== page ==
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Thread: Induction Cooktop

  1. #1
    trvlnmny Guest

    Default Induction Cooktop

    We presently have a glasstop ceramic cooktop. We have now had a second
    burner burn out and are thinking of replacing it with an Induction
    Cooktop. We are using All Clad Stainless cookware.
    I would like to hear all the pros and cons about making this change.
    Thanks for any and all help.

  2. #2
    hahabogus Guest

    Default Re: Induction Cooktop

    trvlnmny <[email protected]> wrote in news:f2e4d419-7250-4897-97a5-
    [email protected]:

    > We presently have a glasstop ceramic cooktop. We have now had a second
    > burner burn out and are thinking of replacing it with an Induction
    > Cooktop. We are using All Clad Stainless cookware.
    > I would like to hear all the pros and cons about making this change.
    > Thanks for any and all help.
    >


    I only have an induction hotplate and I am quite impressed with it.

    Induction has it hands down over ceramic....Other than the price the only
    con is it requires pans that are magnitizable...I.E. that is that a
    magnite will stick to them. There has been some unlucky people who get
    units that quit early so pick a reputable dealer with a good warrantee.

    Induction is as fast and controlable as gas and gives better even heat
    disperstion over the entire bottom of the pan...no hot or cold spots.
    Maybe even more controlable at the low heat end than gas is.

    Again the only cons are the price and that you need special pans. Pans
    that magnites can stick to, so no aluminum or stainless steel, only iron
    and steel based pans. You can get these fairly cheaply and they can be the
    non-stick type.

    The actual induction burner does not produce any heat but may be warm due
    to the reflected back heat from the pan, so clean up should be easier.
    Another plus is they are very energy efficient. Plus they are less of a
    fire hazard, because a burner won't heat surrounding things if turned on
    and forgotten.

    You can get discs of steel to put on the burner or pan so you can use your
    other non ferrious pans, but this is a stupid way to go...using the burner
    to heat a disc that in turn heats your pan.



    --

    The beet goes on -Alan




  3. #3
    Victor Sack Guest

    Default Re: Induction Cooktop

    trvlnmny <[email protected]> wrote:

    > We presently have a glasstop ceramic cooktop. We have now had a second
    > burner burn out and are thinking of replacing it with an Induction
    > Cooktop. We are using All Clad Stainless cookware.
    > I would like to hear all the pros and cons about making this change.
    > Thanks for any and all help.


    See
    <http://groups.google.com/group/rec.food.cooking/msg/fa594f3c58a0ad4c>.

    Victor

  4. #4
    Dee Randall Guest

    Default Re: Induction Cooktop


    "trvlnmny" <[email protected]> wrote in message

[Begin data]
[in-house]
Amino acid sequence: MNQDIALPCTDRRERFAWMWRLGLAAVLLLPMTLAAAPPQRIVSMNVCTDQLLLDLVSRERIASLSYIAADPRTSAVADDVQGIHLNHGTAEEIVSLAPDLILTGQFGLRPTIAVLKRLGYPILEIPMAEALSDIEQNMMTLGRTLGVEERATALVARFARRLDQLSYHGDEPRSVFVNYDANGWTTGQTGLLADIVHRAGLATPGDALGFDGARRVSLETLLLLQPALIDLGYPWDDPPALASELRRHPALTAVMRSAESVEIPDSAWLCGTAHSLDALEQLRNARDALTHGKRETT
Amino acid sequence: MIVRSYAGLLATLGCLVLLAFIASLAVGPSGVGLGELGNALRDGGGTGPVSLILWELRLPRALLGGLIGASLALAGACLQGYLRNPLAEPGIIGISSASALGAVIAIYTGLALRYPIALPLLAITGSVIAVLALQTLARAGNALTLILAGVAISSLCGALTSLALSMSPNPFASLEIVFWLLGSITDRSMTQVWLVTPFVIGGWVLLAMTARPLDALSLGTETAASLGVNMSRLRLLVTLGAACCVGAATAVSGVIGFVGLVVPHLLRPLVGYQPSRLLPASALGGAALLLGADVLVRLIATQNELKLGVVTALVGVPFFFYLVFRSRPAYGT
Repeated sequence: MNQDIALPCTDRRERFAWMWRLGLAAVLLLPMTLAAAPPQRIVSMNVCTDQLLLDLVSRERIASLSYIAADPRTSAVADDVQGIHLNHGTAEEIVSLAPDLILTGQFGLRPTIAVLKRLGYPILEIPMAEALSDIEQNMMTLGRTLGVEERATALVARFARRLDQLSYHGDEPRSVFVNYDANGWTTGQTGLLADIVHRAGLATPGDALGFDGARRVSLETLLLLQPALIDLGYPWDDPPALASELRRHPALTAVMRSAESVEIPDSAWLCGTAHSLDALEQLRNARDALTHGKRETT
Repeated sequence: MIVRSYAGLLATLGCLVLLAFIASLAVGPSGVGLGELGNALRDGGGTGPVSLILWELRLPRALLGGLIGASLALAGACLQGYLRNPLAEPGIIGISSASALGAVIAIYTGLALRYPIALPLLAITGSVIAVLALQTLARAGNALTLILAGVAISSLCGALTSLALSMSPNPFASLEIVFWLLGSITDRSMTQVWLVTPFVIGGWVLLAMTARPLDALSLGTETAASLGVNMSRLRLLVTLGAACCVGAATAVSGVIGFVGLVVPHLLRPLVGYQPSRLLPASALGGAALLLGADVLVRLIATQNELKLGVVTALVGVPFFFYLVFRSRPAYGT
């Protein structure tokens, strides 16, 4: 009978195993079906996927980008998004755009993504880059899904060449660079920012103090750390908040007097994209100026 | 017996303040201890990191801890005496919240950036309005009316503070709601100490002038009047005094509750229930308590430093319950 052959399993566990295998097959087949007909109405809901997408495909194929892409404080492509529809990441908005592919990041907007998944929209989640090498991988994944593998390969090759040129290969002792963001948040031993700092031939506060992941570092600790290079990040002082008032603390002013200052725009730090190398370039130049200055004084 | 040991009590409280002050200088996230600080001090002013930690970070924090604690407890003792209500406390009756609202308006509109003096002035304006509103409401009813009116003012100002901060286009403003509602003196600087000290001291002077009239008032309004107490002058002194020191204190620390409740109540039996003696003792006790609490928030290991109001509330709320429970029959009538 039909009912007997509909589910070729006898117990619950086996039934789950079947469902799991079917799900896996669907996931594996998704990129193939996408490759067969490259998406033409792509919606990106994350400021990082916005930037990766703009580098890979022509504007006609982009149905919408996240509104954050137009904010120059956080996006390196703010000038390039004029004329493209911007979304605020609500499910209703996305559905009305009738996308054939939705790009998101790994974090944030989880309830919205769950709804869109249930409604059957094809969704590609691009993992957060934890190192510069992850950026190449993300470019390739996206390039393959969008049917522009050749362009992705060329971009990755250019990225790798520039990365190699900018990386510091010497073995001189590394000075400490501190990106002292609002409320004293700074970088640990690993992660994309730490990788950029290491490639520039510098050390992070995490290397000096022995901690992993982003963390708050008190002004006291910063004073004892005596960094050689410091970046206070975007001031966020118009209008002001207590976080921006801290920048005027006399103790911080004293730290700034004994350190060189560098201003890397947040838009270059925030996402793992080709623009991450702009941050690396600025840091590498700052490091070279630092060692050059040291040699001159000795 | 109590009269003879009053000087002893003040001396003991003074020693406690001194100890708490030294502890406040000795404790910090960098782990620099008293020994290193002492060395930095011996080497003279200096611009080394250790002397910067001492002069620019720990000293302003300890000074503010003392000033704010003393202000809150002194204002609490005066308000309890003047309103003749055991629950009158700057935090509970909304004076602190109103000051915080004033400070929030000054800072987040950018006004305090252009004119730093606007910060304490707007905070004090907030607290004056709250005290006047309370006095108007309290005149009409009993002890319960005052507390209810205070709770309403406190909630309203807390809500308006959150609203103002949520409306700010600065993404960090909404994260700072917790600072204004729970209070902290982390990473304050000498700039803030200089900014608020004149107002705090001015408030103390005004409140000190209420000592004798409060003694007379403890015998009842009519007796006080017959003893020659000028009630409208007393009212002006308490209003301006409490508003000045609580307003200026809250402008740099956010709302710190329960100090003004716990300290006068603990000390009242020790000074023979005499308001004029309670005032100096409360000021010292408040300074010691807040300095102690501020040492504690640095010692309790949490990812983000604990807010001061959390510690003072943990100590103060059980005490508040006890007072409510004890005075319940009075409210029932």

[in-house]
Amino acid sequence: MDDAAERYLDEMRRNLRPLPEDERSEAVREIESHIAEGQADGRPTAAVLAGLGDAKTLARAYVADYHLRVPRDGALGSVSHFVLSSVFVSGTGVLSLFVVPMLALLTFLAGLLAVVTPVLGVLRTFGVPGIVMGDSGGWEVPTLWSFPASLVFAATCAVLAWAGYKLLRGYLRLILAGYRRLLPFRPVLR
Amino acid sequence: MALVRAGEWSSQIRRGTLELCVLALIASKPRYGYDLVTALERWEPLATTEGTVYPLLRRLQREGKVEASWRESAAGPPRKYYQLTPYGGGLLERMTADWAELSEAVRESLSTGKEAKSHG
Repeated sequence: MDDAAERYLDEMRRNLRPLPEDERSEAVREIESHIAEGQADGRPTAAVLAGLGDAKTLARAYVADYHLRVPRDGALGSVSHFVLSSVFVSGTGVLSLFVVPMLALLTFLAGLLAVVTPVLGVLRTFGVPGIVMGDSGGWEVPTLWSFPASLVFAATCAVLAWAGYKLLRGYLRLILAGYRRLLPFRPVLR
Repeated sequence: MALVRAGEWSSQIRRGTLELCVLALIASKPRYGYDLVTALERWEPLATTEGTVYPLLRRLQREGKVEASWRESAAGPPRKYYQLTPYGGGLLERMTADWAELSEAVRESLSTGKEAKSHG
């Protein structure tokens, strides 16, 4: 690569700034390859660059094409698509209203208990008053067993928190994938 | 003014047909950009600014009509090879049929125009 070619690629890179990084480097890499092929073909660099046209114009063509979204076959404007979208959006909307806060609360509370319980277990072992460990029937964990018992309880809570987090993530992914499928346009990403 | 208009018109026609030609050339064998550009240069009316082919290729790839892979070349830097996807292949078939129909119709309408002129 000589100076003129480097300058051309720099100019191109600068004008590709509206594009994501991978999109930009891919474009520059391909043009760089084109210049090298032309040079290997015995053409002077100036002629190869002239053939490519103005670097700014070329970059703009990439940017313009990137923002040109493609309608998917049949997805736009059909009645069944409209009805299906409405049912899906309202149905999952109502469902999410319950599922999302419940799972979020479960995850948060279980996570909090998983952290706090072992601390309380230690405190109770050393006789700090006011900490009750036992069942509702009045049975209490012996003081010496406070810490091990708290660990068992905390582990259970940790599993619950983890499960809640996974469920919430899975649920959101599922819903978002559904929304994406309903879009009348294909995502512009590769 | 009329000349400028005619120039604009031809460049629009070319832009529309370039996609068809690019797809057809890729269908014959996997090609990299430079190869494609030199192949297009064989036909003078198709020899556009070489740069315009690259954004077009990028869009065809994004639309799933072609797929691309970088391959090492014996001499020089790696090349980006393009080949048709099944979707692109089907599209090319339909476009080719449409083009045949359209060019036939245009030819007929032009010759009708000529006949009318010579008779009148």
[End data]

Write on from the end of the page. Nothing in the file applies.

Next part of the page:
news:[email protected]...
    > We presently have a glasstop ceramic cooktop. We have now had a second
    > burner burn out and are thinking of replacing it with an Induction
    > Cooktop. We are using All Clad Stainless cookware.
    > I would like to hear all the pros and cons about making this change.
    > Thanks for any and all help.




    If I were installing it into my countertop (I'm sure this the only way to
    buy an induction cooktop with more than one burner? or am I mistaken?) I
    would read many reviews of the different brands available to you if you live
    in the U.S.

    I recall reading at one time a year or so ago, one particular countertop
    brand (four burners) here in the U.S., (and there weren't many brands
    available), that had some not-so-good reviews. That's pretty frightening
    for something that costs so much.

    I do have a couple of induction hobs that I like. I started to use one a
    while ago outside, but got rained out, and finished up inside. Beef barley
    soup/stew. I prefer cooking meat outdoors - like our fore'bears.'


    Dee Dee




  5. #5
    pltrgyst Guest

    Default Re: Induction Cooktop

    On Mon, 01 Dec 2008 20:04:12 GMT, hahabogus <[email protected]> wrote:

    >trvlnmny <[email protected]> wrote in news:f2e4d419-7250-4897-97a5-
    >[email protected]:
    >
    >> We presently have a glasstop ceramic cooktop. We have now had a second
    >> burner burn out and are thinking of replacing it with an Induction
    >> Cooktop. We are using All Clad Stainless cookware.

    >
    >Again the only cons are the price and that you need special pans. Pans
    >that magnites can stick to, so no aluminum or stainless steel, only iron
    >and steel based pans.


    Not true. Some manufacturers, including All Clad, have recently reformulated all
    their stainless steel pots and pans to be induction-compatible. Check your
    stainless steel pot/pan base with a magnet to be sure.

    And some aluminum pot and pan manufacturers, including Circulon, have recently